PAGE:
Friday, January 11, 2013

EU politics: the wages of fear

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Jeremy Warner is in the increasingly europhile Telegraph today, declaring his hand for the European Union.

He tell us that "things on the Continent have a nasty habit of going wrong when the UK retreats behind its island shores" and fails to see what would be achieved by leaving the European Union, "beyond the saving on the price of club membership, which amounts to 'just' 0.24 per cent of GDP".

Nevertheless, he concedes that "Europe" has become "a racket". Any institution that can routinely ignore the referendum votes of its member states has got to be viewed with the utmost suspicion, he writes then adding – by way of example - that the prospect of Britain having "important parts of her transport policy determined by a former Estonian communist is beyond ridiculous".

Unfortunately, his answer to that is the Open Europe/European Movement nostrum of "root-and-branch reform", arguing that to "stay and fight for a better Europe: that has to be the rational approach".

Warner, though, doesn't begin to have any ideas of how to bring this happy occasion about. None of his ilk ever do, so this is not the counsel of a rational or an informed man. Instead, as we see fromthe last time that Warner had a serious go at the subject, his stance is rooted in fear.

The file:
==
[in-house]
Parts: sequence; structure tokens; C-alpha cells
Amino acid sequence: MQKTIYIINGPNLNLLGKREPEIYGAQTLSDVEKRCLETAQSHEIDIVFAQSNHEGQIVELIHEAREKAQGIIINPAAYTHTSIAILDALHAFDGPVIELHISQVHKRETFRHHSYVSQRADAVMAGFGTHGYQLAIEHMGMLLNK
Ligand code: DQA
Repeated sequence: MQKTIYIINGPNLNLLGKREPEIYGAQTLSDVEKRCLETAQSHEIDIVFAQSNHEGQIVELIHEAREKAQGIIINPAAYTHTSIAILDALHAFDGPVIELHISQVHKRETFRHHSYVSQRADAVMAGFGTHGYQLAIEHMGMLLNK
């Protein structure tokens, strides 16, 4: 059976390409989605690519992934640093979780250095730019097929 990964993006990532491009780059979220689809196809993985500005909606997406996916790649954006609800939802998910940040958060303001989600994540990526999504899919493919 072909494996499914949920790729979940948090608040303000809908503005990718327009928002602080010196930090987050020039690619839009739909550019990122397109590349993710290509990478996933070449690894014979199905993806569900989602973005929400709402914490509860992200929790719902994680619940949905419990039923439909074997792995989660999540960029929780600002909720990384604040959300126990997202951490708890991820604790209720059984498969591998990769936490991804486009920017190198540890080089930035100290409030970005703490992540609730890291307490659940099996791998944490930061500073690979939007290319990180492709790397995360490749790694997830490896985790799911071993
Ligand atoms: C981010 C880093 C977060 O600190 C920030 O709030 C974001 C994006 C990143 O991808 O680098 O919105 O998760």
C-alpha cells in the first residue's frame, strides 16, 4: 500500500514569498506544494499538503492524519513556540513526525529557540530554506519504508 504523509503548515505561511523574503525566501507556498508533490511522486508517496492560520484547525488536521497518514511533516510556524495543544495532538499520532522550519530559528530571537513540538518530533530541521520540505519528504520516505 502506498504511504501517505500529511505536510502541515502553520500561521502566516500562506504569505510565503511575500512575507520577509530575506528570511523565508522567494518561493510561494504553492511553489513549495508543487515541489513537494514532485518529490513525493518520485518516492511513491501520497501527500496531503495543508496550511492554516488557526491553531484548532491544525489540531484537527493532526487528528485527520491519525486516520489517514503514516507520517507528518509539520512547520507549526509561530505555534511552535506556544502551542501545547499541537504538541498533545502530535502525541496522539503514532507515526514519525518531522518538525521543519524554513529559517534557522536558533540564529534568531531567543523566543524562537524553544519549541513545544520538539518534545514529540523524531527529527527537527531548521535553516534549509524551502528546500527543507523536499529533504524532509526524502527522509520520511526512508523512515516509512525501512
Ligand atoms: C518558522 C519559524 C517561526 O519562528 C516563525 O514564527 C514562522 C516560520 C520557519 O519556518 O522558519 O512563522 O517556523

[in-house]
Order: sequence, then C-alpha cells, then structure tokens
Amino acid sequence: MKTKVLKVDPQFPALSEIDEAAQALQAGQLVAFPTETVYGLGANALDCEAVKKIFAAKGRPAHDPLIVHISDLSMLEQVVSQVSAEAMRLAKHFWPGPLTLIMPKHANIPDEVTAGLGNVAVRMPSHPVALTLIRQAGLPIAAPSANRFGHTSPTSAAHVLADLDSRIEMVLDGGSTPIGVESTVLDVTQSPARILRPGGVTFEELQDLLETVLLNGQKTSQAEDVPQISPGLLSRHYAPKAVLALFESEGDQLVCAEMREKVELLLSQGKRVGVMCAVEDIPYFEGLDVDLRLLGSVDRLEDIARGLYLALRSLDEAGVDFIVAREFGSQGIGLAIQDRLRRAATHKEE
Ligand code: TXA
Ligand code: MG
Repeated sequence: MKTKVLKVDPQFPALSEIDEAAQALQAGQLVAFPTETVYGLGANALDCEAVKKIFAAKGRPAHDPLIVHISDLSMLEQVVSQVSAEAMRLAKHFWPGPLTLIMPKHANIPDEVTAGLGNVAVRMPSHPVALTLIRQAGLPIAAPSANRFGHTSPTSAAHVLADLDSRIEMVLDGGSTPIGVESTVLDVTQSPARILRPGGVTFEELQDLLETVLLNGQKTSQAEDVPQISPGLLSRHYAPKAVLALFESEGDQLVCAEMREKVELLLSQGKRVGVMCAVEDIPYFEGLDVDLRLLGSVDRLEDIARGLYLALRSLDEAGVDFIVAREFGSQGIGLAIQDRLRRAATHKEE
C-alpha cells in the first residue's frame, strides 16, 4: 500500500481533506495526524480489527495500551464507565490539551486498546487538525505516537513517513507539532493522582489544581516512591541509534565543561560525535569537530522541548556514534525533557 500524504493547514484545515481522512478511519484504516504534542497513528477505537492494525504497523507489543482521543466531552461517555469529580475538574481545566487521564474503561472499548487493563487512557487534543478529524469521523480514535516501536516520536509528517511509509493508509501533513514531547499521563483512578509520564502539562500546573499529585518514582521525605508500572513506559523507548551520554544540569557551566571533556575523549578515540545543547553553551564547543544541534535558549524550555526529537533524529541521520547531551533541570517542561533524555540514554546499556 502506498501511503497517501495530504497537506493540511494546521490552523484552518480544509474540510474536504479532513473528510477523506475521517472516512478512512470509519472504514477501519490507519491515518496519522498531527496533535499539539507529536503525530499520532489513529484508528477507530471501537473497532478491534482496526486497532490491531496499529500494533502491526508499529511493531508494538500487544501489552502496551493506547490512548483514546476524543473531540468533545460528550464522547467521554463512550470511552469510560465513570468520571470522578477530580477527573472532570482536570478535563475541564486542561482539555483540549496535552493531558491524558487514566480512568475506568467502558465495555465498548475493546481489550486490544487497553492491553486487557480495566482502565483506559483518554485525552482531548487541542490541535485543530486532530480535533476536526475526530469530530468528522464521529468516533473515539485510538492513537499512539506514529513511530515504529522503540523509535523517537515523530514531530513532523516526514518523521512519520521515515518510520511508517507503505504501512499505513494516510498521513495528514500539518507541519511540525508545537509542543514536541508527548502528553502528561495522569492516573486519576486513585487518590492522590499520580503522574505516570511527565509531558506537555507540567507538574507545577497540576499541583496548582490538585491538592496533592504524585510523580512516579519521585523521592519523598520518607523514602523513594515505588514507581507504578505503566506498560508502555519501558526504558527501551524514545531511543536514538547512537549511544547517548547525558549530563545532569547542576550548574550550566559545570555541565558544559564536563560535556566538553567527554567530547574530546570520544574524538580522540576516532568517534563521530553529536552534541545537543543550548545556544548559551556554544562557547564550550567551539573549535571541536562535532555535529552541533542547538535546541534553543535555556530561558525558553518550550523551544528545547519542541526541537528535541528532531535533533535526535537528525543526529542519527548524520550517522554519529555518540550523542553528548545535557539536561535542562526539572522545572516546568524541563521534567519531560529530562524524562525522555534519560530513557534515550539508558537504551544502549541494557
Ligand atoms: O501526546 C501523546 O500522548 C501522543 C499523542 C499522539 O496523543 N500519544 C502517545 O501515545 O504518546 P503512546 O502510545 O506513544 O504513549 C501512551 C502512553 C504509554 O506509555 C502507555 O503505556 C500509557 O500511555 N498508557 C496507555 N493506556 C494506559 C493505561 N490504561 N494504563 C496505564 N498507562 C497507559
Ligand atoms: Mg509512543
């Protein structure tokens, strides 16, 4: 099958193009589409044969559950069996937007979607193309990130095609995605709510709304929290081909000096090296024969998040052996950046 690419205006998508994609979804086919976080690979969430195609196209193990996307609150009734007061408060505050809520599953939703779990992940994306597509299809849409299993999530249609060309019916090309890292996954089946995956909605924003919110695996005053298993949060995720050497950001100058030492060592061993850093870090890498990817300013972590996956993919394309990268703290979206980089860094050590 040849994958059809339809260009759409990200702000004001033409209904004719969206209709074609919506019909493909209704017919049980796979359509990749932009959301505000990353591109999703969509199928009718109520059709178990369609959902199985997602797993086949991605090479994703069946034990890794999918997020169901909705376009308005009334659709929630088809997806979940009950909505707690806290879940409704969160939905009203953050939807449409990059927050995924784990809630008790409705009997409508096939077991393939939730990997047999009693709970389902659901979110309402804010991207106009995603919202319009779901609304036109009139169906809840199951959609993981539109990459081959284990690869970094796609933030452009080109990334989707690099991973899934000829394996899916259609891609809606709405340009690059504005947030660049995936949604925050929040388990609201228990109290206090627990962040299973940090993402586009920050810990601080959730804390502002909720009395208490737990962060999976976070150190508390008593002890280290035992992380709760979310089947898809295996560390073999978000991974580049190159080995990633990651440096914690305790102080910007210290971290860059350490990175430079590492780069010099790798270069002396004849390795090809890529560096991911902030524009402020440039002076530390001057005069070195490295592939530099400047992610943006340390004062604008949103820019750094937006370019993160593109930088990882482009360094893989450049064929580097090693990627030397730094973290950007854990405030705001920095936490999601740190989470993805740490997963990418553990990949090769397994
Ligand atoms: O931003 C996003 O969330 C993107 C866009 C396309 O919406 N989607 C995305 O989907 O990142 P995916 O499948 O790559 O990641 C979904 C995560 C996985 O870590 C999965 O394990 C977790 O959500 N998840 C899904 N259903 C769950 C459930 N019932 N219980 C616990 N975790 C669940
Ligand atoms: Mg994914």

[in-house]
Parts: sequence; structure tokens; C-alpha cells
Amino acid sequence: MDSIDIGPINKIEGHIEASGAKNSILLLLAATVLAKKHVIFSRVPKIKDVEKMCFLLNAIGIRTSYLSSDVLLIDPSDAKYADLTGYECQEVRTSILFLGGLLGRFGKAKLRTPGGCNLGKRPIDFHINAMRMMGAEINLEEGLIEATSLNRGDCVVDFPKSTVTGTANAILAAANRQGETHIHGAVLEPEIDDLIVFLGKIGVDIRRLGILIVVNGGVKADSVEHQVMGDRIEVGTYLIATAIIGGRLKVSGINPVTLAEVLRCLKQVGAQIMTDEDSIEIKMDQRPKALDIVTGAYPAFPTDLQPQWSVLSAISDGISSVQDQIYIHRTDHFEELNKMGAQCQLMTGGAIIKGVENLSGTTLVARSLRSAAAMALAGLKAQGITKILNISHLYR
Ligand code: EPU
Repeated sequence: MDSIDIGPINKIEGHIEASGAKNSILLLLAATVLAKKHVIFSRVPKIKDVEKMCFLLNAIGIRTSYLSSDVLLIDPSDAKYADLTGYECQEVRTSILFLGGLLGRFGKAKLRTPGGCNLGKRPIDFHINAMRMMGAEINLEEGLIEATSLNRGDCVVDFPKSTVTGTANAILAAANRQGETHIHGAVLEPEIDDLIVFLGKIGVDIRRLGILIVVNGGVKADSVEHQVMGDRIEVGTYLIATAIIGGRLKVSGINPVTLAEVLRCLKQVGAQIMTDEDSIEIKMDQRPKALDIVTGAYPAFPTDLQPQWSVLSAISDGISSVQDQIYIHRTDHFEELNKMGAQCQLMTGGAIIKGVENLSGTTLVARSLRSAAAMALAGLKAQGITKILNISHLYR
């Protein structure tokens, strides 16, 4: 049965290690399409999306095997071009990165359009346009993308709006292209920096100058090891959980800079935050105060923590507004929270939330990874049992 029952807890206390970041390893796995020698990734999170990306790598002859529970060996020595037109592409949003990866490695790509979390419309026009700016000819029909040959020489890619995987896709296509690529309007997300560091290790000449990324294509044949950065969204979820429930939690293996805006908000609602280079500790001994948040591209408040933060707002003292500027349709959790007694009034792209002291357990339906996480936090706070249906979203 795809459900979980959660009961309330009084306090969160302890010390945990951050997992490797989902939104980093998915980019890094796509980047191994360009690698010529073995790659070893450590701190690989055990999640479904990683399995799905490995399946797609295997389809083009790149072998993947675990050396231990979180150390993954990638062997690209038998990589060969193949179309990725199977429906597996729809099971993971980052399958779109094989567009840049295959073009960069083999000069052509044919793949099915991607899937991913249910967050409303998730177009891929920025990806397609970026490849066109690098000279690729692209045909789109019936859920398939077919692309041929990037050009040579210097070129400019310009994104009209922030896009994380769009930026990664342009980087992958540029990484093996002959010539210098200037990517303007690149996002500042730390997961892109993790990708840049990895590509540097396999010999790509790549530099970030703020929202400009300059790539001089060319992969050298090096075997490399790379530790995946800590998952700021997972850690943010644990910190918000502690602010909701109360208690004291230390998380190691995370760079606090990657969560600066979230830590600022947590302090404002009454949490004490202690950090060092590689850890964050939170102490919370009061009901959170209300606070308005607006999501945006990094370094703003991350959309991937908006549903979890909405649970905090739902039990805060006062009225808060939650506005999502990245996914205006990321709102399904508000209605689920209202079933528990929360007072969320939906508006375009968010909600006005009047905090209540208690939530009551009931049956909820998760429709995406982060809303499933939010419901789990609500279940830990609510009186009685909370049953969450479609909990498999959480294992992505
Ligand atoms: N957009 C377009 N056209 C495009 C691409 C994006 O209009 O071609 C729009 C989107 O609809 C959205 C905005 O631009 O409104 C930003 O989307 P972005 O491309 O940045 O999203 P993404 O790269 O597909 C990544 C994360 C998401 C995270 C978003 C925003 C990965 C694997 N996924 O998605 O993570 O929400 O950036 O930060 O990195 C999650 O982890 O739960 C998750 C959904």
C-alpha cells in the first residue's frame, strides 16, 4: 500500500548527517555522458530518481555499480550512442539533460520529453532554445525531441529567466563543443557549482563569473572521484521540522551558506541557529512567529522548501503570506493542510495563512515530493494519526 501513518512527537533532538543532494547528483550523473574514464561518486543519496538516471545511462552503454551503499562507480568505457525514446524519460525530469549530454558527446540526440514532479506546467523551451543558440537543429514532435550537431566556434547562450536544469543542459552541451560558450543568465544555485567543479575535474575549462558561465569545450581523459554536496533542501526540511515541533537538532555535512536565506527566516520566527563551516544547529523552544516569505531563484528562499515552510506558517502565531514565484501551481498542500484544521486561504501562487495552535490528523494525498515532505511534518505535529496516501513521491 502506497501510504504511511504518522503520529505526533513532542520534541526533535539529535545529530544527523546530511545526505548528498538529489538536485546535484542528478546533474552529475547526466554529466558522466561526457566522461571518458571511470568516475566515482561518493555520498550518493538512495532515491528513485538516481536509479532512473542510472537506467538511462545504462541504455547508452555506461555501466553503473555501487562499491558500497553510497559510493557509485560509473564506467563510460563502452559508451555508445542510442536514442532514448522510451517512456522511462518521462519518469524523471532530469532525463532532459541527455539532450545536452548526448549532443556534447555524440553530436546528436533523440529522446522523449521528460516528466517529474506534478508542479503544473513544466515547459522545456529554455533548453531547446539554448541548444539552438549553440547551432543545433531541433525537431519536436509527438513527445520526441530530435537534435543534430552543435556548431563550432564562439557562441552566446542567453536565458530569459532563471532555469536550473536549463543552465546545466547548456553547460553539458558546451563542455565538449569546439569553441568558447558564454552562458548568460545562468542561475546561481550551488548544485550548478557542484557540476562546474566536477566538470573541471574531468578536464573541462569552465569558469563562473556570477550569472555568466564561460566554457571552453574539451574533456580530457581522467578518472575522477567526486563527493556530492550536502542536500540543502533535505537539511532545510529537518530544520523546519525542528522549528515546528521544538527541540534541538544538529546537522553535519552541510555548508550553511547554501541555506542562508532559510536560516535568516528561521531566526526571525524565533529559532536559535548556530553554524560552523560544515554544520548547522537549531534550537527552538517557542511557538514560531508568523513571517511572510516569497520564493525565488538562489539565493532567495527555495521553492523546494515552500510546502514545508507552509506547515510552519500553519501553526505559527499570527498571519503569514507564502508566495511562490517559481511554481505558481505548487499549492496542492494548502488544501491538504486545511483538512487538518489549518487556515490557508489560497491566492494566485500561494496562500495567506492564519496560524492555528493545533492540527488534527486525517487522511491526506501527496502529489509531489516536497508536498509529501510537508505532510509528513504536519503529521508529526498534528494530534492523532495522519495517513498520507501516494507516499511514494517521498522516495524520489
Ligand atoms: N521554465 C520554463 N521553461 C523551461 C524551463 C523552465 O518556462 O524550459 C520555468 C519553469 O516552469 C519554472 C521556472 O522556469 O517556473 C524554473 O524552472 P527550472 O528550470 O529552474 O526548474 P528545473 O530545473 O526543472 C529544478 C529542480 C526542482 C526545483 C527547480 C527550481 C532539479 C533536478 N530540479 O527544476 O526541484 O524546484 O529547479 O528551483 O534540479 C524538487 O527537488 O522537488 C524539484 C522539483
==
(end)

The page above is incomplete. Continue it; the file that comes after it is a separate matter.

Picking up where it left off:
This was in November last, when he was discounting David Cameron's chance of winning back significant powers over fisheries, agriculture or the budget (a reasonable enough position). These would be "red-line issues" for both Germany and France. If Britain pushed, Germany would close ranks with France to adopt the two-speed approach, Warner told us. 

Then we got the "fear". "Britain's position in the internal market would become marginalised", Warner wrote. "We'd end up like Norway, forced to adopt most of the foibles of the eurozone to keep trading with it, but with no say in its constitution".

It really is a terrible indictment of the legacy media, of which Warner is a typical representative, that their writings are fuelled by that deadly combination of ignorance and fear. Wee timorous little men who have neither the wit nor the imagination to look beyond their own limited horizons, tremble in their shoes at the very thought of stepping away from the herd. 

In this he is joined by the ghastly Damian Reece, making two afeared beasties of the press who have nothing to offer the debate but their own terrors. 

Our big problem is that there is no engagement. It is not as if, by dint of polite discourse and careful argument, these people can be prevailed upon to change their minds. They are rooted in their fears which, buoyed by their own innate arrogance and sense of superiority, render them immune to any corrective. 
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This lack of engagement we also see with Mr Clegg and his "3 million jobs" meme. This is by no means the first time he has run this "scary movie". But the last time he did it, he was taken apart, with his rhetoric being dismissed as "scaremongering".

We now have Witterings from Witney again doing a demolition job but, despite the excellence of his work, Mr Clegg will continue with his wibbling unabated until the end of time – as indeed will theBarclay Beano hack-pack with theirs.

This is what makes the "Europe" debate so frustrating. It struggles to progress beyond the stale mantras and twitterings of fearful men, and the tribal mewing of their political followers. But at least the fear is leavened with humour: the idea of Jeremy Warner making a "fight" of anything is a total joke.